Santa Monica’s message to the people evicted long ago on the 10 freeway: Come home

Nichelle Monroe’s ties to Santa Monica are deep.

Your great-uncle is believed to have been the first black baby to be born there more than a century ago. Apartments and other buildings in the beach town were designed by her architect grandfather Vernon Brunson.

Monroe recalls when her grandparents drove her past the intersection of 20th Street and Michigan Avenue and pointed out an alley where their maisonette once stood.

This is where the 10 freeway looms today, which cuts through the Pico neighborhood of Santa Monica as it was built to extend to the Pacific Ocean. Monroe’s grandparents lost their homes along with about 600 other mostly black families.

More than half a century later, Santa Monica is offering some of them a chance to return. Starting in January, the city will offer affordable housing to those displaced by the construction of highways and those removed in the late 1950s when the city bulldozed yet another black neighborhood, the Belmar Triangle, around the Santa Monica Civic Auditorium. Children and grandchildren of people who have lost their homes are also eligible.

Santa Monica’s act of civic penance is an attempt to recognize the damage inflicted on mostly black communities during the era of highway construction and urban renewal after World War II.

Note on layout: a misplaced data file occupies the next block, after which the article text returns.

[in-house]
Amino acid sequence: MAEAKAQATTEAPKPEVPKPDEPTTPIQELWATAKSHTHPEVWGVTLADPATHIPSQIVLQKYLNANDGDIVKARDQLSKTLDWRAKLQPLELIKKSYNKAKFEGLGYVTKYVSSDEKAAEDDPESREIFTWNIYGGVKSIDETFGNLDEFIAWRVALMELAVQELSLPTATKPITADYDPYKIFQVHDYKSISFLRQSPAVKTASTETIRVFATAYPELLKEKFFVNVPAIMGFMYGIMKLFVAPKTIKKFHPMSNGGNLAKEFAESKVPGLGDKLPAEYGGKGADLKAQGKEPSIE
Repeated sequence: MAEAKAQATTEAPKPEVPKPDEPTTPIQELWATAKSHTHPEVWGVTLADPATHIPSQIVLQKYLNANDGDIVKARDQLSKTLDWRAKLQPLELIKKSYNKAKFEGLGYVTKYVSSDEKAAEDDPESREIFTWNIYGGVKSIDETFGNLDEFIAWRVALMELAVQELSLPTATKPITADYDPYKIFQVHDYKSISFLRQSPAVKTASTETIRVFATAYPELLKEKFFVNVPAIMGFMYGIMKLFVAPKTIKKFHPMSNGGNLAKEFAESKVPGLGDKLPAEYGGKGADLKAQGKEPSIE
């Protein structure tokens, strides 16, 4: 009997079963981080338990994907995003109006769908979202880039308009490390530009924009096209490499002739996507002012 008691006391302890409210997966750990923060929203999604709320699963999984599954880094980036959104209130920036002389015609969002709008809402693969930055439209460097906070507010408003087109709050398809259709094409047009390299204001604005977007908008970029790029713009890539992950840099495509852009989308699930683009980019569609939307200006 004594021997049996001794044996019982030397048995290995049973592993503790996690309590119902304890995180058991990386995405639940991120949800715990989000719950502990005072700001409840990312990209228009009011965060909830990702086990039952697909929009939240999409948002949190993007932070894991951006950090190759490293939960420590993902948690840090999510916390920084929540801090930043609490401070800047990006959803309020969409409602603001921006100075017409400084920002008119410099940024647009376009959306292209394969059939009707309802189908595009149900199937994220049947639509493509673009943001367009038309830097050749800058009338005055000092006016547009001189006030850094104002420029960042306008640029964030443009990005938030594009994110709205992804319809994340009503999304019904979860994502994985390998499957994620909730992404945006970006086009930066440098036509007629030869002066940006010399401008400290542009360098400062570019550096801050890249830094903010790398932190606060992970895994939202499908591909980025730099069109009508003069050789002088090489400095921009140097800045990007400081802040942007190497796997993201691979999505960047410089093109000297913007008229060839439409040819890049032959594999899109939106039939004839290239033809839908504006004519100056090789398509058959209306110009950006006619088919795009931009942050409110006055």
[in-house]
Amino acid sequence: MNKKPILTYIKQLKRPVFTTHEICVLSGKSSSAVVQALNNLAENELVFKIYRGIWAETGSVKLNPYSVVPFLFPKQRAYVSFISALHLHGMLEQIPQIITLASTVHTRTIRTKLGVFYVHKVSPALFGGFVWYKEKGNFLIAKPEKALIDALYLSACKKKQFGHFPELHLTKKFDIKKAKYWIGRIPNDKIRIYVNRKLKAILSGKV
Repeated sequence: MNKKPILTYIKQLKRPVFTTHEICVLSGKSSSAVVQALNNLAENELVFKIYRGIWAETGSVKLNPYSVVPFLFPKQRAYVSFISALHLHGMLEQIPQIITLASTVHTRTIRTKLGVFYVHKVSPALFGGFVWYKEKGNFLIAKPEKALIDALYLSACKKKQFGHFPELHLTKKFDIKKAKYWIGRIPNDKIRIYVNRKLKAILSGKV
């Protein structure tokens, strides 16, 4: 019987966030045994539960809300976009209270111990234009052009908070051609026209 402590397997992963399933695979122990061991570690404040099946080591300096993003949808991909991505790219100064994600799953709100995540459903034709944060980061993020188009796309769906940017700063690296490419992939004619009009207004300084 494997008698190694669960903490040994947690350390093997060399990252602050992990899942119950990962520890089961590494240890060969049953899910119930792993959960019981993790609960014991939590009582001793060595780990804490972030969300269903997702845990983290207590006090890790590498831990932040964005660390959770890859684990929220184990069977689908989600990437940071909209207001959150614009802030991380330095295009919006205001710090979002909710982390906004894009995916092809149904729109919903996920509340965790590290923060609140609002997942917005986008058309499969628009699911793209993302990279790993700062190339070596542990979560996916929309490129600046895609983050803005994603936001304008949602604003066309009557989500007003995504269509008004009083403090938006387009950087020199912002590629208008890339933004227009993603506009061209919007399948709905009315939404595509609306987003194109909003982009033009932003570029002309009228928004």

The program is part of a nationwide movement to compensate residents for racial damage related to home and property. Efforts have picked up pace after the assassination of George Floyd in the spring of 2020.

In September, California Governor Gavin Newsom signed law allowing the return of land on the coast known as Bruce’s Beach to the descendants of a black couple evicted from Manhattan Beach nearly a century ago.

Earlier this year, Evanston, Illinois became the first city in the country to introduce an explicit redemption program that provides money for down payments or home repairs to black residents who faced discrimination during much of the 20th century or their descendants.

For Monroe, the construction of the motorway left a family wound that has never fully healed.

“If you had something and lost it to some major domain or to racism, think about it and it affects your every move after it,” said Monroe, who lives in a one-bedroom duplex in the Alhambra. “It’s almost like PTSD. It influences how you think about yourself in society, what you think is possible in this society. “

In the first two decades of motorway construction alone, more than 1 million people across the country lost their homes. Early on, highway planners aimed to destroy many black neighborhoods, and displaced families often received little compensation.

Residents of the Pico neighborhood of Santa Monica watch the construction of the 10 Freeway in 1964. Approximately 600 families in the predominantly black community lost their homes when the freeway was built.

(Santa Monica History Museum)

The legacy of those choices remains in tourist-friendly Santa Monica. Fewer black people live in the city today than in 1960, before the motorway was built. Those who are pushed out say that people they meet often are surprised to hear that Santa Monica used to have a robust black community.

The city program will initially be open to 100 displaced families or their descendants with limited incomes and give them priority access to apartments with below-market rents. But the city guides hope their efforts will become a national model to address the racist policies of the past.